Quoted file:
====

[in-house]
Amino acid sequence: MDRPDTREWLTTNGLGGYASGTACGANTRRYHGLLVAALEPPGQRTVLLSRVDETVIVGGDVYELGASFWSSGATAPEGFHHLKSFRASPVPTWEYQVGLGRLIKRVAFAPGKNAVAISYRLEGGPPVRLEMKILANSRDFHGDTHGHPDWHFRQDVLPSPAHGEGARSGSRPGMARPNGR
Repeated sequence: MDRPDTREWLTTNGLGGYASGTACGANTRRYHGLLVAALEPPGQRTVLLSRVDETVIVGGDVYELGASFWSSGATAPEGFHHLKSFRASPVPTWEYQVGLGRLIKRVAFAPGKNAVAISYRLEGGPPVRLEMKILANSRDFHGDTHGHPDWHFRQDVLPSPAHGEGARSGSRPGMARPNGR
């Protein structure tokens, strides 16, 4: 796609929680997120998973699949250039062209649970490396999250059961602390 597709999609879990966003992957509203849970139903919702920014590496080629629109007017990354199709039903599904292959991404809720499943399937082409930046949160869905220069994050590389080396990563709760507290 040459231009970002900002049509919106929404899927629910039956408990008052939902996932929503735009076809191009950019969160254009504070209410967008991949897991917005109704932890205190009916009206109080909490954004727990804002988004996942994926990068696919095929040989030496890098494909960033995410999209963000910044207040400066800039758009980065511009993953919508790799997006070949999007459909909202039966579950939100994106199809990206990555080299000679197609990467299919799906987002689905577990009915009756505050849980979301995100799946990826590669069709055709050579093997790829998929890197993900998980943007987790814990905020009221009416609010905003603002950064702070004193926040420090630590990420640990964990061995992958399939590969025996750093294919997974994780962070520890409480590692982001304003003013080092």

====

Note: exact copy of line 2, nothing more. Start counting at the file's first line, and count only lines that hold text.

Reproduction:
Amino acid sequence: MDRPDTREWLTTNGLGGYASGTACGANTRRYHGLLVAALEPPGQRTVLLSRVDETVIVGGDVYELGASFWSSGATAPEGFHHLKSFRASPVPTWEYQVGLGRLIKRVAFAPGKNAVAISYRLEGGPPVRLEMKILANSRDFHGDTHGHPDWHFRQDVLPSPAHGEGARSGSRPGMARPNGR